This article was originally published by Olivia Cook at Natural News. 

New York City’s (NYC) Department of Health and Mental Hygiene has warned about the spread of leptospirosis, or “rat urine disease,” in the city. The department noted in its 2024 Health Advisory #10 that six cases of leptospirosis have already been reported this year – the highest number in a single year.

Recent reports indicate a significant surge in New York City’s rat numbers, now estimated at approximately three million, marking a 50 percent increase over the past decade. The challenging nature of combating this issue was highlighted by Queens-based pest control company MMPC, which warned about the intelligence and adaptability of rats, particularly in large urban environments like NYC where food sources and habitats are abundant.

Moreover, concerns extend beyond human health, as evidenced by reports of pets contracting leptospirosis, underscoring the multifaceted impact of the city’s rat infestation. (Related: Leptospirosis cases on the rise in NYC – symptoms include kidney damage, meningitis, liver failure, and death.)

Rat urine: A life-threatening bacterial illness

Leptospirosis, a zoonotic disease caused by Leptospira bacteria, primarily associated with Norway rats, poses a significant public health threat. The bacteria, excreted in infected animals’ urine, can persist in warm, moist environments, facilitating transmission through direct contact or contaminated food, soil, and water.

According to the health advisory, New York City has witnessed a concerning rise in leptospirosis cases, with 24 reported in 2023 – surpassing any previous yearly total. Comparatively, the average annual cases from 2021 to 2023 stood at 15, with only three cases per year reported between 2001 and 2020.

Demographically, cases predominantly affected middle-aged males and were most frequently reported in The Bronx, followed by Brooklyn, Manhattan, Queens, and Staten Island, respectively. Clinical presentations often involved renal and hepatic failure – with occasional severe pulmonary complications and a notable mortality rate.

The transmission primarily occurs through residential or occupational exposure to rat-infested environments or materials contaminated with rat urine. Person-to-person transmission is rare.

Symptoms range from fever and headache to severe complications, like kidney failure and respiratory distress if left untreated. While Leptospira bacteria are susceptible to environmental factors, like dry heat and freezing temperatures, warmer weather and excessive rain, exacerbated by climate change, may contribute to their persistence in NYC.

Last year’s spike in cases during warmer, wetter months underscored the potential impact of climate variability on leptospirosis transmission. Efforts by the Health Department to inspect and remediate rat-infested areas remain crucial in mitigating the spread of this concerning disease.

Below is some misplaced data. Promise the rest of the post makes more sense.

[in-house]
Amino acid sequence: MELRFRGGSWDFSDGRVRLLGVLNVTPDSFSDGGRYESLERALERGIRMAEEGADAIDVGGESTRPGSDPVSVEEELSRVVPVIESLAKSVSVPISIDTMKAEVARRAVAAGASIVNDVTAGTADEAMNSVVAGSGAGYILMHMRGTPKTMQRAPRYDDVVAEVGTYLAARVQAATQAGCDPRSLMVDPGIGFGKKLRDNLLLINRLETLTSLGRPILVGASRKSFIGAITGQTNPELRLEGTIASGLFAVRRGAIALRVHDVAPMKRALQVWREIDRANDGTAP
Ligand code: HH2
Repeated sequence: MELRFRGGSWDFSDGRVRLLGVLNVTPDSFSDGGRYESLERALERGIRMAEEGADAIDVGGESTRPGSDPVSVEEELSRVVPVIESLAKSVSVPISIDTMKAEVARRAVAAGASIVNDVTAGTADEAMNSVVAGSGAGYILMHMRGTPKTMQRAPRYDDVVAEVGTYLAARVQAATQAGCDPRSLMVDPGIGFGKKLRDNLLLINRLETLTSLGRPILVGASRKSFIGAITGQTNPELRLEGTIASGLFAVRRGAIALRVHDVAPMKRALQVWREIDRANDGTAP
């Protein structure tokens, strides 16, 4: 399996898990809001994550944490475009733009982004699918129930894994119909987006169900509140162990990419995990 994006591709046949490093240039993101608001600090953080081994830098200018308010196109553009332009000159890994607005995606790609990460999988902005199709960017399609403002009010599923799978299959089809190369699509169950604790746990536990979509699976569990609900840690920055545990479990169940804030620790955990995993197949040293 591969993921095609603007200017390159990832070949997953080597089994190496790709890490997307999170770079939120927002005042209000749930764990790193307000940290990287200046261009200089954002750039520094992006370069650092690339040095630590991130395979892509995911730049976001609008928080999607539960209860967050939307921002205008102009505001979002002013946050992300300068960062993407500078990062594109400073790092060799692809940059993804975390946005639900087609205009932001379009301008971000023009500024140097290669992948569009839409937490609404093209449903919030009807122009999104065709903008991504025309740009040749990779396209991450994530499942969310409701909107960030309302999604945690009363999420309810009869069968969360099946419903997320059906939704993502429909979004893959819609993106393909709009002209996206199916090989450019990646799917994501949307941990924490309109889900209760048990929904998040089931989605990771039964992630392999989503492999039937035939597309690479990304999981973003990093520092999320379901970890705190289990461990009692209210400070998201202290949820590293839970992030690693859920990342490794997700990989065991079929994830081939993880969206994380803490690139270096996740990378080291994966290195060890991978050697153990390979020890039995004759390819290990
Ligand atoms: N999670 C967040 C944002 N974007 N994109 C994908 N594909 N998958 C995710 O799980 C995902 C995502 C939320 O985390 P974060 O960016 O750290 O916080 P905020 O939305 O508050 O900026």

Early administration of antibiotics, such as doxycycline and penicillin, has been proven effective in reducing the severity and duration of leptospirosis, according to health experts. The Centers for Disease Control and Prevention (CDC) has recommended starting antibiotic treatment promptly, even before test results confirm the infection, especially if leptospirosis is suspected.

Infectious disease specialist Dr. William Schaffner, a professor of preventive medicine and health policy at Vanderbilt University School of Medicine, emphasized that people are often infected through contact with urine or water contaminated by rodents, rather than direct contact with the animals themselves. This underscored the importance of preventive measures to reduce the risk of infection.

Preventive measures recommended by NYC Health Department

The city’s Health Department offers a set of guidelines aimed at reducing the risk of leptospirosis infection:

    • Steer clear of areas where rats might have urinated.
    • Use a solution consisting of one part bleach and 10 parts water to sanitize areas suspected of being frequented by rats.
    • Wear rubber gloves, particularly if hands have cuts or sores when handling items or parts of the home suspected of being contaminated with rat urine.
    • Thoroughly cleanse hands with soap and warm water following interactions with suspected rat-infested spaces.
    • Wear protective footwear when dealing with trash that may have had contact with rats.
    • Exercise caution around potentially contaminated freshwater, particularly in post-flooding situations, and abstain from swimming or wading in water that could contain rat urine.

Leptospira bacteria thrive in warm, damp environments. The CDC has estimated a global annual incidence of over one million cases. Despite its flu-like symptoms and nonspecific presentation, early detection and treatment are essential, highlighting the importance of public awareness campaigns.

Watch this video about the disease associated with rat exposure being on the rise in New York City.

 

This video is from the Daily Videos channel on Brighteon.com.

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